1. be able to describe the distinctive features of political ideologies in contrast to other forms of political thought;
2. demonstrate familiarity with the related concepts of "millennialism," "millenarianism," "gnosticism," “hermeticism,” "Marxism," "fascism," “Islamicism,” “Nazism,” and "utopianism;"
3. demonstrate familiarity with the basic outlines of several past and present political-religious movements;
4. demonstrate in writing a detailed knowledge of the tenets, the genesis, and the historical impact of one particular such movement as a result of the individual student's research;
5. be able to assess the nature of the ideological aspects of the movement in light of the concepts and approaches discussed in the course.
3. TEACHING METHOD
The class will consist of seminar discussions, including student presentations. Reading assignments will be approximately 75 to 100 pages per week.
4. GRADING POLICY
Friday, February 12, 2016, is the last day to withdraw from a class without academic record.
Friday, March 18, 2016, is the last day to withdraw from a class with a grade of W.
The final grade will consist of the following components:
· Mid-term Essay Exam 30%
· Book/Article Review (See guidelines on article and book reviews) 15%
· Research paper (See guidelines on research papers) 25%
· Three class presentations (depending on class size) and participation 30%
The class presentations, or seminar papers, will be commentaries of about three pages (typed) on some aspect of the readings assigned for an evening's class. One-third to one-half of each paper summarizes the point to be focused on, and the rest of the paper offers comments. Those not giving seminar papers will prepare one discussion question on the assigned readings; the questions will be graded.
The usual scale of 90-100%=A, 80-89%=B, 70-79%=C, 60-69%=D, and 59% and below=F will be used for all graded work.
5. CLASS SCHEDULE
Class One (1/13): Introduction to the course; basic concepts; revolutionary and terroristic implications. Hoffman article.
Class Two (1/20): Eric Voegelin, New Science of Politics, ch. 1 & 2.
Class Three (1/27): Voegelin, New Science, ch. 3; “Science, Politics, and Gnosticism.”
Class Four (2/3): Socialism; Marxism: readings from primary sources and Niemeyer.
Class Five (2/10): A. James Gregor, Marxism, Fascism, and Totalitarianism, ch. 1-3.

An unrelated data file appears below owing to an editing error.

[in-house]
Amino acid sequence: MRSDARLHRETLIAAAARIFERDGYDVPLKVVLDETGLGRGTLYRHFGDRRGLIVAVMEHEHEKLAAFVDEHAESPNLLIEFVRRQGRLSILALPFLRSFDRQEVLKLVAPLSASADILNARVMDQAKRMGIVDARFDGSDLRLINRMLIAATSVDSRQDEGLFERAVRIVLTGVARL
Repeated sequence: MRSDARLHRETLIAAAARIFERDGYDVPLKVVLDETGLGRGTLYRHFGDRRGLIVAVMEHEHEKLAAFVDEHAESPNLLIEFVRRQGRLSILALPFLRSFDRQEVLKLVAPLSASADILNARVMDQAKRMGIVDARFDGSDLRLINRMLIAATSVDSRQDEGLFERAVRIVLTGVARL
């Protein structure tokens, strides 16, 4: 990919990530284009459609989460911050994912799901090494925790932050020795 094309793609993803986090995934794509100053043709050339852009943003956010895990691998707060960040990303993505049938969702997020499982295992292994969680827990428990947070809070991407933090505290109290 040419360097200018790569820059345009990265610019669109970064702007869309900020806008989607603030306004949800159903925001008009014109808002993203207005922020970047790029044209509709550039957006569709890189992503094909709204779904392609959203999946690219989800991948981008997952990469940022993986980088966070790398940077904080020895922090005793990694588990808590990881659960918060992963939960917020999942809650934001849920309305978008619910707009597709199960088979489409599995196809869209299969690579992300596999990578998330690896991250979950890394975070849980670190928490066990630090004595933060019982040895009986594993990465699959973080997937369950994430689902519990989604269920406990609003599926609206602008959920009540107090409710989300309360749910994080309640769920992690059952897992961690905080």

Class Six (2/17): Nazism: readings from Hitler and Rauschning. REVIEW DUE.
Class Seven (2/24): Islamic radicalism: Barry Cooper, New Political Religions; Richard Hooker, Laws of Ecclesiastical Polity.
Class Eight (3/2): Islamic radicalism: readings from primary sources.
Class Nine (3/16): Islamic radicalism: readings from primary sources.
Class Ten (3/23): EXAM.
Class Eleven (3/30): Student topics.
Class Twelve (4/6): Student topics.
Class Thirteen (4/13): Student topics.
Class Fourteen (4/27): Student topics. RESEARCH PAPER DUE
Class Fifteen (5/4): Student presentations.
6. REQUIRED TEXT
The only books that you need at the beginning of the semester are Eric Voegelin’s The New Science of Politics and Science, Politics, and Gnosticism, which can be bought separately, or, preferably, in the collection Modernity Without Restraint (Columbia: University of Missouri Press, 2000) ISBN 978-0826212450, which is available in the bookstore.
A FEW FURTHER RULES
For the benefit of the class and your classmates, the following rules regarding electronic devices also apply to this course:
1. Turn your cell phones off during the class. If you are expecting an important call, put your phone on “Vibrate,” sit near the door, and, when the call comes, answer it outside the classroom.
2. It follows from the foregoing rule, but it must be separately stated: no talking and no texting on cell phones during class. If you do not follow this rule, I will publicly ask you to leave the room for the remainder of the class and will do my best to have you removed from the course for the rest of the semester.
3. No open lap-top or other computers are allowed in class without my prior permission. Devices such as tablets, Ipads, Kindles, Kobos, and Nooks that lie flat on the desk and on to which the readings can be loaded are permitted if approved by me, but hard copies of the readings are better. You can mark them up and take notes on them in class.
4. Be sure to check your Marymount email address regularly! This is Marymount’s and my principal way of contacting you with important information. Perhaps you rely mostly on Yahoo, gmail, or some other provider, but check your @marymount.edu mail daily to make sure you do not miss school information.
These rules are necessary to foster a suitable learning environment in the classroom during class. There are enough distractions with lawnmowers, snow blowers, air conditioners, and other outside forces to combat during lectures and discussions without these controllable distractions within the room.